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How the COP28 Negotiations Actually Work

With a deal on the global stocktake yet to emerge from Dubai, we asked an expert to fill us in.

Earth and a thermometer.
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This year’s United Nations Climate Change Conference, COP28, has been broadly defined by two facts. The first is that the conference is headed by the CEO of the United Arab Emirates’ state-owned oil company. The second is that this is the year of the first global stocktake, a document that should, in theory, set the world on a path to achieve the goals laid out in the Paris Agreement of 2015.

Perhaps unsurprisingly, that combination has not produced tremendous results. The latest draft of the stocktake dropped language calling for a fossil fuel phase-out. The condemnation was swift: “We will not sign our death certificate,” said the Association of Small Island States in a statement. “We think there are elements in the text that are fully unacceptable,” Spain’s environment minister said.

I was curious: How, exactly, does a global stocktake come to be? To find out, I called up Tom Evans, a policy advisor and climate negotiations specialist at the climate change think tank E3G, who is currently on the ground in Dubai. Our conversation, which has been lightly edited for length and clarity, is below.

Catch me up. How are things going on the ground?

It’s … going along. There’s a lot of discussions at the moment around the text that came out yesterday. Many, many parties are dissatisfied with the level of ambition in that text. It didn’t have the fossil fuel phaseout, it wasn’t strong enough on things like finance or adaptation, so that has triggered this big backlash. It’s all happening behind closed doors at the moment with ministers and politicians talking about the text, and the rest of us are kind of in a black box with regards to what’s going on. But it’s all really on a knife’s edge.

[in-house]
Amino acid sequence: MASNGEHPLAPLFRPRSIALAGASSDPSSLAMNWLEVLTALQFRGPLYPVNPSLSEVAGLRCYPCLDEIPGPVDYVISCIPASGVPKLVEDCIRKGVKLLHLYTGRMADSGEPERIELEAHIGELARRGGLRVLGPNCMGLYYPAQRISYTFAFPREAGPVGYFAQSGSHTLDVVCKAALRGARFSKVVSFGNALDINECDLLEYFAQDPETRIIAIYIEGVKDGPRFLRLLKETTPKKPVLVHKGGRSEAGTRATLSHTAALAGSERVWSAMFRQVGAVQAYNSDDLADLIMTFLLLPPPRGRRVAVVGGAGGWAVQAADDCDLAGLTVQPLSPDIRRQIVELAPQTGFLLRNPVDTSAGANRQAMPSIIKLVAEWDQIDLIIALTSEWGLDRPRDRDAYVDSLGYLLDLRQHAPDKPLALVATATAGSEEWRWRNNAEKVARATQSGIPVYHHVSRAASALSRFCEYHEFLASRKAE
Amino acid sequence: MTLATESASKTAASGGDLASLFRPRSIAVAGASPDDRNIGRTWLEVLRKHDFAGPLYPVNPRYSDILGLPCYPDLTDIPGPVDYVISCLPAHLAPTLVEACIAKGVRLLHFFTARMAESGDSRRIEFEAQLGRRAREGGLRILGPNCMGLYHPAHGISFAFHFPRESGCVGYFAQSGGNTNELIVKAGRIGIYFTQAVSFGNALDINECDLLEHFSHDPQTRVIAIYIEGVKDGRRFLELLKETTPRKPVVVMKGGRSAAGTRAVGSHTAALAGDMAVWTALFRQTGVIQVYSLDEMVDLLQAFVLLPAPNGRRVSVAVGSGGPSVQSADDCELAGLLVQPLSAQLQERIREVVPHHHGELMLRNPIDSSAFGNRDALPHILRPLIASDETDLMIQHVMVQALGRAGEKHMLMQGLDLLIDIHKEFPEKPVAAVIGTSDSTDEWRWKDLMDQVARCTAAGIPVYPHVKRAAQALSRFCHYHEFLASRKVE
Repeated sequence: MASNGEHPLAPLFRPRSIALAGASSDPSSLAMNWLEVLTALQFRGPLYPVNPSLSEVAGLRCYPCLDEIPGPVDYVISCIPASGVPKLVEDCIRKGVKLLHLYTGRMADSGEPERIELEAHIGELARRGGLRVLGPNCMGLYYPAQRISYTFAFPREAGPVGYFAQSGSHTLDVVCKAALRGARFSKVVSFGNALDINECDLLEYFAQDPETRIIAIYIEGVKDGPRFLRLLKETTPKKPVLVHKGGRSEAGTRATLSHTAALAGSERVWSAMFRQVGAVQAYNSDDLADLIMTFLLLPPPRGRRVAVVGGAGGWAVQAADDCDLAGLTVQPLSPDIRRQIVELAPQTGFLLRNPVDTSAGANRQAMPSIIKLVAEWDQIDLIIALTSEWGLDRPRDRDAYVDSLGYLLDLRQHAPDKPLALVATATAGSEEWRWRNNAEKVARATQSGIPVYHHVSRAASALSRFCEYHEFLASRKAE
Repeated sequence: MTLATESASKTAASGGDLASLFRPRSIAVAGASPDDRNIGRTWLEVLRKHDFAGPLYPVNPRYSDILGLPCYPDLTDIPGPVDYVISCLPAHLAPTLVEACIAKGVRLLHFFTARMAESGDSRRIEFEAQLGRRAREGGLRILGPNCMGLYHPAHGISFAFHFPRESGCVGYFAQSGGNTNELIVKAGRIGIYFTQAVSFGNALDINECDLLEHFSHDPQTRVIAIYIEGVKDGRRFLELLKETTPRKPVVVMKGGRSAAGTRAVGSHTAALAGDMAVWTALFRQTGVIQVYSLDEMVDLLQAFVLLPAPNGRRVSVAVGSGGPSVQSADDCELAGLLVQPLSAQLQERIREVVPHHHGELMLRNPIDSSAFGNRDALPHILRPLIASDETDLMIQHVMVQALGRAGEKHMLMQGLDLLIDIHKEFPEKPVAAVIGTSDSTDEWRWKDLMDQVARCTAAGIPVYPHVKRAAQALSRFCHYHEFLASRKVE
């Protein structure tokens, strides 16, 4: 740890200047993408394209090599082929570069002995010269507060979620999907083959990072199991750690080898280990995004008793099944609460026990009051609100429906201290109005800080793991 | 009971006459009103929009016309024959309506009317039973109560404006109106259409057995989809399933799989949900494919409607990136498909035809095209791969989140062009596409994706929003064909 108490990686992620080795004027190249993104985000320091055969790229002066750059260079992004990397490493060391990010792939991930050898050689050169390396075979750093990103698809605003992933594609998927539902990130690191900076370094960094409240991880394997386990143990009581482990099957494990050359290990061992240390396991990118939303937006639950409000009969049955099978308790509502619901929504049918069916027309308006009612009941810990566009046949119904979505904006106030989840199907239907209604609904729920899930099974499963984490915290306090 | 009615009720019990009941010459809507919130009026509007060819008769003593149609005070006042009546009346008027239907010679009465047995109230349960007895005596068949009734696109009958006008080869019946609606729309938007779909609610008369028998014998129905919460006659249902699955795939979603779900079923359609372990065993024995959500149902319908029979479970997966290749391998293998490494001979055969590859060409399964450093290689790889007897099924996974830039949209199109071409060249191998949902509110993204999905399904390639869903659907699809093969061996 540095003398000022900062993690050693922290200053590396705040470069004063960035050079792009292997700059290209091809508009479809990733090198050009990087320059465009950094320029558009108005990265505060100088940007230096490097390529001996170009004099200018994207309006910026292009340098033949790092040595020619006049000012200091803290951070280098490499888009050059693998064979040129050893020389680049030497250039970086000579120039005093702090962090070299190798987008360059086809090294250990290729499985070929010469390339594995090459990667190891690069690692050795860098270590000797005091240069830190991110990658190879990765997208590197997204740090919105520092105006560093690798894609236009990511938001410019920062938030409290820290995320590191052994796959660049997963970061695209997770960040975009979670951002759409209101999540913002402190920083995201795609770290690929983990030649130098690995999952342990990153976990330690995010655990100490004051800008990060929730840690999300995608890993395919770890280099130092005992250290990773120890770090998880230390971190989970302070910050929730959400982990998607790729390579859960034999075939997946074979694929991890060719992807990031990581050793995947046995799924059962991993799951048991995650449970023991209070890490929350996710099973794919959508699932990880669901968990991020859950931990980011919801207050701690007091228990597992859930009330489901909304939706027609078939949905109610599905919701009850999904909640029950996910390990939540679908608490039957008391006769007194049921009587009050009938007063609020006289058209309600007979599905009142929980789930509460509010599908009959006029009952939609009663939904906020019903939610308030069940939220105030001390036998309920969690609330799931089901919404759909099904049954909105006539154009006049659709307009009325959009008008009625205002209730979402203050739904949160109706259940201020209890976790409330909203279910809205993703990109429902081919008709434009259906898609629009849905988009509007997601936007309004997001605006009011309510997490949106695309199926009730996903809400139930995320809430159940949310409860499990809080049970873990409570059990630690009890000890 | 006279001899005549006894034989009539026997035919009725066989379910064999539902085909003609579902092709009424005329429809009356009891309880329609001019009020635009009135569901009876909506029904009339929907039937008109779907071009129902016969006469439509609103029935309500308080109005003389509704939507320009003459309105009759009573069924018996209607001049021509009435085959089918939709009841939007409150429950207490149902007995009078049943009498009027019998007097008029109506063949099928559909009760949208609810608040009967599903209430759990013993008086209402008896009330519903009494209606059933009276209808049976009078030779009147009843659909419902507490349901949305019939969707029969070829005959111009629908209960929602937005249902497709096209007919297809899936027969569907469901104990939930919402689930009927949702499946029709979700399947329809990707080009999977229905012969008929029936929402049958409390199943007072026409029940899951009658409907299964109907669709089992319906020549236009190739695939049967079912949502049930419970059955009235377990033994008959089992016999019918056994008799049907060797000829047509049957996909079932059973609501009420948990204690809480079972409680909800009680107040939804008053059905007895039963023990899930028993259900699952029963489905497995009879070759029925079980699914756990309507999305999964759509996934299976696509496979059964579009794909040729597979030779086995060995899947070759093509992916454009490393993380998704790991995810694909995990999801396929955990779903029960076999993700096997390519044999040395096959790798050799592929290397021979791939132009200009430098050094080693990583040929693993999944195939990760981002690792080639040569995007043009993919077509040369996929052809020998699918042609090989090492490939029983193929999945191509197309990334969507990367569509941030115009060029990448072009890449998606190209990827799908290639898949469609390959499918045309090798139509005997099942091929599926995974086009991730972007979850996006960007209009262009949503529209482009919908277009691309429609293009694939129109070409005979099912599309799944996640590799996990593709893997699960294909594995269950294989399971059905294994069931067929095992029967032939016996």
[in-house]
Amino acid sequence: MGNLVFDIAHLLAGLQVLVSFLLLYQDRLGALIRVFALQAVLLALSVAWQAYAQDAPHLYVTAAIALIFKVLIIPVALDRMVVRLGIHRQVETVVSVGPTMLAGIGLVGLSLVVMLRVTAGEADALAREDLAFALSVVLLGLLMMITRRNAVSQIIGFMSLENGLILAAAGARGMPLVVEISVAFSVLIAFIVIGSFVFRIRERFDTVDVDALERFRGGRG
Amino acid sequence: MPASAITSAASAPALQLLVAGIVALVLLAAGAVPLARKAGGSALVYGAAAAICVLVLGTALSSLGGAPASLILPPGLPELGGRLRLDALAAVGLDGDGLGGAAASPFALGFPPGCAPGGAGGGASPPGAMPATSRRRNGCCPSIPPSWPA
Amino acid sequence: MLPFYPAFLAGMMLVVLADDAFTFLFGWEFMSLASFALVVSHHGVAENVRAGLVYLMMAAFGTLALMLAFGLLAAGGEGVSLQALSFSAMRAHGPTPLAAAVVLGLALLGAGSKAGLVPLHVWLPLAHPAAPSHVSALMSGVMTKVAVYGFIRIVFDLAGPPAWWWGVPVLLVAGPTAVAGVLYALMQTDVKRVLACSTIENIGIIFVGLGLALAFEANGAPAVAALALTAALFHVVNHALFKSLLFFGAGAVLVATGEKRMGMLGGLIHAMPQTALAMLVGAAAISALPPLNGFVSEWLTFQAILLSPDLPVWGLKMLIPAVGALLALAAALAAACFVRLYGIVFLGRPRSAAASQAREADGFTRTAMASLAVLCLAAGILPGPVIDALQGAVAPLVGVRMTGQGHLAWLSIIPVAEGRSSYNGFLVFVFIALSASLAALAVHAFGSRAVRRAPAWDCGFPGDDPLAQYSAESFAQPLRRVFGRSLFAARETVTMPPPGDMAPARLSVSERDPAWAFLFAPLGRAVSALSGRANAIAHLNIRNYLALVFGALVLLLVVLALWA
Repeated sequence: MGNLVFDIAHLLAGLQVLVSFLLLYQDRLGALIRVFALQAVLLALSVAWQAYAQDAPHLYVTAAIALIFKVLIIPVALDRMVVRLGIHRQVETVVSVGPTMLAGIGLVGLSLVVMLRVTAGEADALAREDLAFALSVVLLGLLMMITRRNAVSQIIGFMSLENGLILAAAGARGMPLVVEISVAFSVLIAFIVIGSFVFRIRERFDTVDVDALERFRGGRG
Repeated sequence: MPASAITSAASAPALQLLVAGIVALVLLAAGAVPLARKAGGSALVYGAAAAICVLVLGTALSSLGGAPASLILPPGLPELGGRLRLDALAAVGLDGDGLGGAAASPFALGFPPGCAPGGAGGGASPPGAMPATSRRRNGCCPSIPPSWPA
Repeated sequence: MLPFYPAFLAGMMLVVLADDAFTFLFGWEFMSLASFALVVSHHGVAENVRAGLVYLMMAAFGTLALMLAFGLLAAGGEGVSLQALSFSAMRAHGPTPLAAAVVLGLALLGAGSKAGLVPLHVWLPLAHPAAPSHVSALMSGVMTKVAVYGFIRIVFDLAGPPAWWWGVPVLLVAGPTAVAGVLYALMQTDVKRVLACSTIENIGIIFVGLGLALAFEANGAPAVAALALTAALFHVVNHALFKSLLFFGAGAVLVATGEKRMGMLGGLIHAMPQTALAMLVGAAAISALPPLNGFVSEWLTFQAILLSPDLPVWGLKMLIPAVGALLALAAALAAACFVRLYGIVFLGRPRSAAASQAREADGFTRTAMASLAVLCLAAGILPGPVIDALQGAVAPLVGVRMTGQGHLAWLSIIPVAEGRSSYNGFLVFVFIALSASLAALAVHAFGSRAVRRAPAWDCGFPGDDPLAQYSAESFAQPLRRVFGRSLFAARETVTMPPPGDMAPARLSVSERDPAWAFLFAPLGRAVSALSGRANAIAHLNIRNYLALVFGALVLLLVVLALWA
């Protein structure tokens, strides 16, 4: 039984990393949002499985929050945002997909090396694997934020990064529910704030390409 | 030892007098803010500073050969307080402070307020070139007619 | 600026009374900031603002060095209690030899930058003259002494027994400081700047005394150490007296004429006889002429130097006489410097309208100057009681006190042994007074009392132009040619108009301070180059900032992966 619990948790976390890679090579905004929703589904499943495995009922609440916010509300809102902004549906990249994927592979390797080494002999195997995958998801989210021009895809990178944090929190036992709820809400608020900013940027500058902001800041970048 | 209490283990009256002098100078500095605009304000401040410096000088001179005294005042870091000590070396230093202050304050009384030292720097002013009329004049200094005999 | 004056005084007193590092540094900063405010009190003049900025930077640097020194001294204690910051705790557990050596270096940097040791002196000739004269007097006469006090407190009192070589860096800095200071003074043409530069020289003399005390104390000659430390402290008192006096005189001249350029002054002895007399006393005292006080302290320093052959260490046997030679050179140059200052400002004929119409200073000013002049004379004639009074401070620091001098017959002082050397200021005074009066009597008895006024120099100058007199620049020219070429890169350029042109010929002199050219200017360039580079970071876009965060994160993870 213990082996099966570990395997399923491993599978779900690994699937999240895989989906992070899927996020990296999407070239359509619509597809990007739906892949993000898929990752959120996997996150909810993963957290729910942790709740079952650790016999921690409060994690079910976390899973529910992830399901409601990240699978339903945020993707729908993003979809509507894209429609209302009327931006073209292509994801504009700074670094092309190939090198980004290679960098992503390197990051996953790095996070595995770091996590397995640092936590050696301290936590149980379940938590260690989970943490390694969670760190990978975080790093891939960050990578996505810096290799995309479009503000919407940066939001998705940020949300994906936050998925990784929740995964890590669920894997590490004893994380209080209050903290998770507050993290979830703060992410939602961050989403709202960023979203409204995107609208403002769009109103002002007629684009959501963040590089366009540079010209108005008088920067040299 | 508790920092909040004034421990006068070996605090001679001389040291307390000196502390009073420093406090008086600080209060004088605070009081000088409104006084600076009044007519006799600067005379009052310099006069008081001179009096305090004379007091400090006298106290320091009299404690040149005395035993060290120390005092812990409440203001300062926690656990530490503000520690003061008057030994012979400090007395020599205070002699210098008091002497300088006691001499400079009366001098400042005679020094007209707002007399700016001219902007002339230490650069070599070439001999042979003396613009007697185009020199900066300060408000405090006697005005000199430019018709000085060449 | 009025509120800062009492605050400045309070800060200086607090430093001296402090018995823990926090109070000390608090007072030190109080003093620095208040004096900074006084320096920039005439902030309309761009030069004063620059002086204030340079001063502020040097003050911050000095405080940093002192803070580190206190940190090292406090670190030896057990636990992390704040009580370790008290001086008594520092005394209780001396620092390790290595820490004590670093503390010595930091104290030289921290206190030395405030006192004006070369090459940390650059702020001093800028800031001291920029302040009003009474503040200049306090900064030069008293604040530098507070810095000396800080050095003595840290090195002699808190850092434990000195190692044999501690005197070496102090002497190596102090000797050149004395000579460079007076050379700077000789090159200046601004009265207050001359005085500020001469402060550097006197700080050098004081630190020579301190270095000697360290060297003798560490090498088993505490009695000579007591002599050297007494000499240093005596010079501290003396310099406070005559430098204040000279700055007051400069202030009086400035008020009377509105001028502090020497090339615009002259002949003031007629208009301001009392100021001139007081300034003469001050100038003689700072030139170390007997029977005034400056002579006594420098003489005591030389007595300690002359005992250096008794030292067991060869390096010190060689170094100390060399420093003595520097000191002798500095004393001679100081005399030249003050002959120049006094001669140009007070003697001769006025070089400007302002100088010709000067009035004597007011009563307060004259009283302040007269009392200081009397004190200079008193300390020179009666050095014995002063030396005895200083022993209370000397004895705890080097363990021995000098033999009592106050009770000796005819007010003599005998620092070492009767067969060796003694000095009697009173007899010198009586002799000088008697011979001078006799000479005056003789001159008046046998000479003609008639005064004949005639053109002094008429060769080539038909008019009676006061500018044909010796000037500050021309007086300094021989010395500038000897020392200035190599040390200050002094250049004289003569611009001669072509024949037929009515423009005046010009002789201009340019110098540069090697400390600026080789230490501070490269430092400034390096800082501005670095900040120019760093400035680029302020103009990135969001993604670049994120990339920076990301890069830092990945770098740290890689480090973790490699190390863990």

What is happening behind those doors, as best as you can tell?

The process is somewhat unclear. COPs don’t have any strict procedures; the presidency can choose how to do this diplomacy to get to the outcome it needs. At the moment, we’re in the phase of basically bilateral consultations being led by the UAE. The presidency is bringing people together behind the scenes. Everyone’s kind of slowly talking to each other.

What do you mean by bilateral consultations, exactly?

The UAE sitting down with a party — let’s say India, for example — and hearing their concerns and understanding what their red lines are, what they’re looking to change in the text. And then with that knowledge they’ll have another meeting, sitting down with, say, the U.S., having the same conversation and trying to map out where people sit based on these conversations.

They don’t have a big meeting room where everyone is at the table. They haven’t done a plenary yet. Last night they did a heads of delegation meeting, which brought all parties together. It was a closed meeting, and it started at 10 p.m. and finished at about 2 a.m. last night, which we hadn’t seen before.

Of course, at the same time, countries are talking to each other in different configurations. So there are different groups who will come together, such as the regional groups [who might have common goals]. And the U.S., I’m sure, is talking to China and Saudi Arabia.

The UAE has other tools at their disposal — earlier this week they hosted an informal ministerial circle where they talked about the issues together — but at the moment, they’re choosing to do this very closed or bilateral diplomacy, probably because the stakes are high and they need to act sensitively around what this next iteration of text looks like. Because an awful lot hinges upon it.